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Shirley Sherrod to meet with USDA secretary about job offer

By the CNN Wire Staff
Secretary of Agriculture Tom Vilsack will meet with Shirley Sherrod to discuss a job offer, a USDA official confirmed.
Secretary of Agriculture Tom Vilsack will meet with Shirley Sherrod to discuss a job offer, a USDA official confirmed.
STORY HIGHLIGHTS
  • Shirley Sherrod is being offered new job with Agriculture Department
  • She was forced to resign after misleading footage was posted on Internet
  • The new job involves improving the Agriculture Department's civil rights efforts and image
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(CNN) -- Shirley Sherrod, who received an apology after being forced to resign from the Agriculture Department, will meet Tuesday with Agriculture Secretary Tom Vilsack to discuss a job offer, a department official confirmed Saturday.

It will be the first face-to-face meeting between the two since a controversial sequence of events last month culminated in her stepping down.

Sherrod, who was the Agriculture Department's Georgia Director of Rural Development, has said she is being offered the position of deputy director of the Office of Advocacy and Outreach.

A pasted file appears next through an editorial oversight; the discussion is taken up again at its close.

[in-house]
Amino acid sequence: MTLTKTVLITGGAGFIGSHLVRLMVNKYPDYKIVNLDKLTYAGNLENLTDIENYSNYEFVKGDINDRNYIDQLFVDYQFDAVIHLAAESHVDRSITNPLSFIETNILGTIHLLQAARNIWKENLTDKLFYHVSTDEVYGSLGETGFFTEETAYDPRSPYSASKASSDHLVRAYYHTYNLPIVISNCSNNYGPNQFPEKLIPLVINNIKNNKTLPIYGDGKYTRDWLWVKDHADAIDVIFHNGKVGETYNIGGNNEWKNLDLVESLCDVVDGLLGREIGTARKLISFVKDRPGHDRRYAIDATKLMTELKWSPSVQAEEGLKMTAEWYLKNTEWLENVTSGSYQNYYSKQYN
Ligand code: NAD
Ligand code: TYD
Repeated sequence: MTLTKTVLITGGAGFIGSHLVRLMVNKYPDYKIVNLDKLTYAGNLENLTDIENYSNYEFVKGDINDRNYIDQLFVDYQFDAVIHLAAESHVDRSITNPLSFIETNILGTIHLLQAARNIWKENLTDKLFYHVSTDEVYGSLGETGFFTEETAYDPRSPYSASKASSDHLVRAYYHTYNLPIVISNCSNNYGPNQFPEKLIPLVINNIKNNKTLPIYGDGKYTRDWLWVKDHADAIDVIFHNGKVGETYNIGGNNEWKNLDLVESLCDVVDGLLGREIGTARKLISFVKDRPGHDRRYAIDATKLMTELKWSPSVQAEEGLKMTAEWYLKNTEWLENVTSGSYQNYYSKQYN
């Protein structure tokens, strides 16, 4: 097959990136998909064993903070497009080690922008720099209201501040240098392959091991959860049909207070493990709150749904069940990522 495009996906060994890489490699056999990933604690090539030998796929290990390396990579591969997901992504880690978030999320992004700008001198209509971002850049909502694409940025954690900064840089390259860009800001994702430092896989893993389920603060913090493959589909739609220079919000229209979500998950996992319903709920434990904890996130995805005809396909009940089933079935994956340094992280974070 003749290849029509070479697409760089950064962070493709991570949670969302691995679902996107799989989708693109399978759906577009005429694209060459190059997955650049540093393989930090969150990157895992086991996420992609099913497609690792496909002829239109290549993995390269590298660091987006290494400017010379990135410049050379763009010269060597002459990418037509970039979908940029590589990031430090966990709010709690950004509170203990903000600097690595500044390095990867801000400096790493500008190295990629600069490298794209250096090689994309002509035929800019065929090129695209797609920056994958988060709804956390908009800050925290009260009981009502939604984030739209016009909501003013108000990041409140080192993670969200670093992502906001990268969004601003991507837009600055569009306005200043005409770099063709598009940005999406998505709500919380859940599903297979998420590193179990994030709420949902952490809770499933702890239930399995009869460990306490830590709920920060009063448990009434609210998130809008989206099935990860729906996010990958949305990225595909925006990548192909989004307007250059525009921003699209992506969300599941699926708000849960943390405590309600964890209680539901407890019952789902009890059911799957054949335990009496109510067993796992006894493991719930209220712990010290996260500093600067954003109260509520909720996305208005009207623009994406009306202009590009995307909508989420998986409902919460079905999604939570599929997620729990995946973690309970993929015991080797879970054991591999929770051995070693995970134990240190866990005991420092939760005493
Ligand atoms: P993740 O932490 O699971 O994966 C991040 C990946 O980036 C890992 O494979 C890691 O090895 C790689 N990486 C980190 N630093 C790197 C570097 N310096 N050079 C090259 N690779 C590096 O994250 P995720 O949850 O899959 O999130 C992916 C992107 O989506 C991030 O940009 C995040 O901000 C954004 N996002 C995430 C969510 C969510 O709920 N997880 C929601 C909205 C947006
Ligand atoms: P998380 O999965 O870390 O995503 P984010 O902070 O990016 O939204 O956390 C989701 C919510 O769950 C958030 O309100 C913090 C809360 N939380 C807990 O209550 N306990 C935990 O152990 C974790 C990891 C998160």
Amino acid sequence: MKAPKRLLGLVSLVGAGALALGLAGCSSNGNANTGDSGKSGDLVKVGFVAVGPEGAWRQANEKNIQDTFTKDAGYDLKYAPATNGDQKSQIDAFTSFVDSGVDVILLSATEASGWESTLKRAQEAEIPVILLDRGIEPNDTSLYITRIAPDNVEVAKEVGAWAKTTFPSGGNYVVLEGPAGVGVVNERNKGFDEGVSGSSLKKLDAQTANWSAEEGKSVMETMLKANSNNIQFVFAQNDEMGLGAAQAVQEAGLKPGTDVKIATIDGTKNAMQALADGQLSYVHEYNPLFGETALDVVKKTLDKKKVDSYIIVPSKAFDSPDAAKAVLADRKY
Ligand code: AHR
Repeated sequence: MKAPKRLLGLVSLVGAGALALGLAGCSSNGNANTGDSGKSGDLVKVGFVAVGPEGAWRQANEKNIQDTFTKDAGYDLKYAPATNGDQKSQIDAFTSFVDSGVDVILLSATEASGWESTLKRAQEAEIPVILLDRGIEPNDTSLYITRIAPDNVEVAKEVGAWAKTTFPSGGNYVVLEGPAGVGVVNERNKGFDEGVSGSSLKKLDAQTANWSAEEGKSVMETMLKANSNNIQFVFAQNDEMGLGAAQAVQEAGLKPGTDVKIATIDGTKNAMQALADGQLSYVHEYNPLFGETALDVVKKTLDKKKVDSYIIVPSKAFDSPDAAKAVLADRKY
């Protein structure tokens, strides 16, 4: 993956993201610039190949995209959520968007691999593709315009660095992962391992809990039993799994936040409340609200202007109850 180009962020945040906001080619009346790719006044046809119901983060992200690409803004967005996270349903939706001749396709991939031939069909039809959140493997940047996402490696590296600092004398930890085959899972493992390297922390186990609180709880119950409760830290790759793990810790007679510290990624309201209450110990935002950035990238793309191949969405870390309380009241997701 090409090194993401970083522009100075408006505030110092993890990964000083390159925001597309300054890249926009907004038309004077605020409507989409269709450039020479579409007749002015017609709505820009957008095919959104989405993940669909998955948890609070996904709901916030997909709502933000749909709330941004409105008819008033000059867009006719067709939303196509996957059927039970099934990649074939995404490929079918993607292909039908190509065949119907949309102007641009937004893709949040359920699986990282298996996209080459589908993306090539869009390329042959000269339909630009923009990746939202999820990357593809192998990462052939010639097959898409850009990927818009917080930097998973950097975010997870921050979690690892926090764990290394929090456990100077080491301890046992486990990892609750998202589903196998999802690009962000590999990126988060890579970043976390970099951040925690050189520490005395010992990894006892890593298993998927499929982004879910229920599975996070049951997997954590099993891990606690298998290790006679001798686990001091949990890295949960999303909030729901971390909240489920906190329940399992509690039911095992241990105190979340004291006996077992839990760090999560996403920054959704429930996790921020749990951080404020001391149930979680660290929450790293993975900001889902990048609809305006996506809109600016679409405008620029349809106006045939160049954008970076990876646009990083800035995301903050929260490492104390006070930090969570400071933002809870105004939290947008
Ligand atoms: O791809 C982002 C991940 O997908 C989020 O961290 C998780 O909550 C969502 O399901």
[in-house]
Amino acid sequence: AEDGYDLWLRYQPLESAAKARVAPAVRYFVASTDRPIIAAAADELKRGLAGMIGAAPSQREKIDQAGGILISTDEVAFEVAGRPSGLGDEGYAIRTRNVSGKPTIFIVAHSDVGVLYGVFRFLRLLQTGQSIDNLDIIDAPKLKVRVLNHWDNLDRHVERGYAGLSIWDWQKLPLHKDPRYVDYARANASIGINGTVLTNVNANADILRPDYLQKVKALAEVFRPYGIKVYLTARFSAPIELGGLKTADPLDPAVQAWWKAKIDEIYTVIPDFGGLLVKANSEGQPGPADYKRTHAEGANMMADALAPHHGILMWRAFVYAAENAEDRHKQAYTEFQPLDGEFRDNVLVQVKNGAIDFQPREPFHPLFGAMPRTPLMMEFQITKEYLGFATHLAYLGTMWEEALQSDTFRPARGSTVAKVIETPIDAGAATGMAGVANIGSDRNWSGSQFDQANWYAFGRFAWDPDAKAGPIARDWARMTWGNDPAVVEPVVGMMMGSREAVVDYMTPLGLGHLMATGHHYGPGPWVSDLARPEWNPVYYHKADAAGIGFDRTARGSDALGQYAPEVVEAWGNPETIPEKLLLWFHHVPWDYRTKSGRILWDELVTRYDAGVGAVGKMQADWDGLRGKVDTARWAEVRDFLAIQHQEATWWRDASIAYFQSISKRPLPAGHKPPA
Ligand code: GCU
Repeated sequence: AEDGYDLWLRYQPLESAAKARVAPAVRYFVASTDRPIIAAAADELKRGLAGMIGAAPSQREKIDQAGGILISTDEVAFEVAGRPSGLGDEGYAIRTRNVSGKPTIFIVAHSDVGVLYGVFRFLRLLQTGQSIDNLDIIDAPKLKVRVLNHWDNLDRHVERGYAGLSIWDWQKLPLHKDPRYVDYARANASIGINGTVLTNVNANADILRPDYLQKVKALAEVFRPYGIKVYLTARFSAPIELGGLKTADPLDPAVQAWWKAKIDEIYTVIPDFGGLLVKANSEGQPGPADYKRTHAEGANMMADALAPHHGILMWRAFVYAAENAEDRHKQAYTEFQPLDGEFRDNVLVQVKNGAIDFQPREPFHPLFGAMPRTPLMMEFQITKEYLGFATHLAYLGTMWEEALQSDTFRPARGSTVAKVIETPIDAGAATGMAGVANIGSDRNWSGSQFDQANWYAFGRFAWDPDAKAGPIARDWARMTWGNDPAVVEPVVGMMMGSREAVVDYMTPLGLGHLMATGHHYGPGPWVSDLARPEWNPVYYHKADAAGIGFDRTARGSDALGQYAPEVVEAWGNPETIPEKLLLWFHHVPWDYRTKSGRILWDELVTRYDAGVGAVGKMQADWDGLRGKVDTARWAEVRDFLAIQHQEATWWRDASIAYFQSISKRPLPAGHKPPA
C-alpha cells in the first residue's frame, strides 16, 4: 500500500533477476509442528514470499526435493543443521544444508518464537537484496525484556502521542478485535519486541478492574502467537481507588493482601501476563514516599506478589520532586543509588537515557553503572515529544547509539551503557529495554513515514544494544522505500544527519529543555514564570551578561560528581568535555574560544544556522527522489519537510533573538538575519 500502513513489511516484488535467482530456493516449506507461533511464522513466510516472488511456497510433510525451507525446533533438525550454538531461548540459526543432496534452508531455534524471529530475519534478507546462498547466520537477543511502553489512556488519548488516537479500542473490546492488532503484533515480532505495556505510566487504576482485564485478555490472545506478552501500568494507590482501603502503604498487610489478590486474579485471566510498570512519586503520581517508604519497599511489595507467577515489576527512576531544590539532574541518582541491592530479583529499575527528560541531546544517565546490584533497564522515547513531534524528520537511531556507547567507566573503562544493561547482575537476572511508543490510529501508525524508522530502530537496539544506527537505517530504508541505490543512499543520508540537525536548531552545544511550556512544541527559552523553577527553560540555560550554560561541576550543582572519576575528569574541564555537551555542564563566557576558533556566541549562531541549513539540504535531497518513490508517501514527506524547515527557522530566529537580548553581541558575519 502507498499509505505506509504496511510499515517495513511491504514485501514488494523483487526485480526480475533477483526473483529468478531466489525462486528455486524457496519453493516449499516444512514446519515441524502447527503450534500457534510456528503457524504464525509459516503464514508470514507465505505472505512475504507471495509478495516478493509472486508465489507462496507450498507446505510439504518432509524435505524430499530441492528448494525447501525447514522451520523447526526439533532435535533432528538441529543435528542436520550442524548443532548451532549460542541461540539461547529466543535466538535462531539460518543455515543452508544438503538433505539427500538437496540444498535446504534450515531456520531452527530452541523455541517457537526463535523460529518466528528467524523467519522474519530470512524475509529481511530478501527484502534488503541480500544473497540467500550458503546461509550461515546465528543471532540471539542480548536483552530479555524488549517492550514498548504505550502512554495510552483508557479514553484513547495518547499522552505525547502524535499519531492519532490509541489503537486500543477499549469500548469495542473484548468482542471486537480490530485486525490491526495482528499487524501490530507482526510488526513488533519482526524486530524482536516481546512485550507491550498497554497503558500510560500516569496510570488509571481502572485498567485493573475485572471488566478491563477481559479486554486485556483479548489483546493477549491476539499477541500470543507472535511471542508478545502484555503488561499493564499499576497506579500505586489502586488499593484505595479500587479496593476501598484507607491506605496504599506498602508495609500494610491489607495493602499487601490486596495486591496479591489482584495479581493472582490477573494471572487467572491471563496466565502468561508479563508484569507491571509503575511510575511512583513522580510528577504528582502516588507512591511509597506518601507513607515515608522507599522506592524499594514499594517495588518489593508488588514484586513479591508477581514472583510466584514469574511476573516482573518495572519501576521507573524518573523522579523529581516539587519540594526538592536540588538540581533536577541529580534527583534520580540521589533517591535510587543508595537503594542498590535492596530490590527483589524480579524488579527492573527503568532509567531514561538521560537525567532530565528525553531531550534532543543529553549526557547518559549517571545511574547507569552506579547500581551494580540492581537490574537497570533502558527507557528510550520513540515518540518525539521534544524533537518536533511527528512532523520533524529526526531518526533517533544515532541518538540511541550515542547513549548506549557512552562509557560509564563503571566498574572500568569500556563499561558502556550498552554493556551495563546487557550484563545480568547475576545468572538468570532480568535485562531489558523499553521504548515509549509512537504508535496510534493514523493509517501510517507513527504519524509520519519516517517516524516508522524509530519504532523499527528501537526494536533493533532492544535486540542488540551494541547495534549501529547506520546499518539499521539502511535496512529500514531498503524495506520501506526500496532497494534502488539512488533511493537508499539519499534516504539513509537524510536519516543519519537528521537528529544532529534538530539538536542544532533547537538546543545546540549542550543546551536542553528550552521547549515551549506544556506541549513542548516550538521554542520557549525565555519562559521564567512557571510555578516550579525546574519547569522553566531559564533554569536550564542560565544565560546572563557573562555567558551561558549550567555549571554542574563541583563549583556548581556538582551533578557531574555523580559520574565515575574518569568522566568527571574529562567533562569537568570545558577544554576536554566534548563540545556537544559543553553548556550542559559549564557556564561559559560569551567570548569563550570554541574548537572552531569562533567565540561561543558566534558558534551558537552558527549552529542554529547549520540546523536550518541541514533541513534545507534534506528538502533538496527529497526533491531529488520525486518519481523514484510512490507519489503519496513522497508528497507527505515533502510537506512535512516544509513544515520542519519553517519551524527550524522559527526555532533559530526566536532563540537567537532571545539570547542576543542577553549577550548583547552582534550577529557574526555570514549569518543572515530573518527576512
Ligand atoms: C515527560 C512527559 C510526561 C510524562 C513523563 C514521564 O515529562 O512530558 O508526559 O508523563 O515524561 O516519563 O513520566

The position includes administration and outreach to improve the Agriculture Department's civil rights efforts and image nationwide.

The department official who confirmed the meeting asked not to be identified.

Sherrod was forced to resign in July after misleading and incomplete video footage of a speech she gave was posted on the internet and picked up in media reports. Vilsack apologized to her and offered her the promotion.

The flap began after conservative blogger Andrew Breitbart posted a portion of a speech Sherrod gave in which she spoke of not offering her full help to a white farmer. The original post by Breitbart indicated that the incident Sherrod mentioned occurred when she worked for the Agriculture Department, and news outlets quickly picked up on the story.

However, the incident took place decades before she joined the department, and her speech in its unedited form made the point that people should move beyond race. In addition, the white farmer who Sherrod mentioned has told reporters that she helped him save his farm.

Sherrod spoke about the incident Saturday at a meeting of the Federation of Southern Cooperatives Land Assistance Fund in Epes, Alabama.

She said her work with other agencies to help poor counties in south Georgia was overlooked during the controversy.

Sherrod said Saturday she has no criticism of President Obama and believes the NAACP, which also urged her to resign before learning the video had misconstrued her comments, was tricked.

NAACP President Ben Jealous spoke Saturday at the Alabama meeting.

Repeated calls to Sherrod were not returned Saturday.

 
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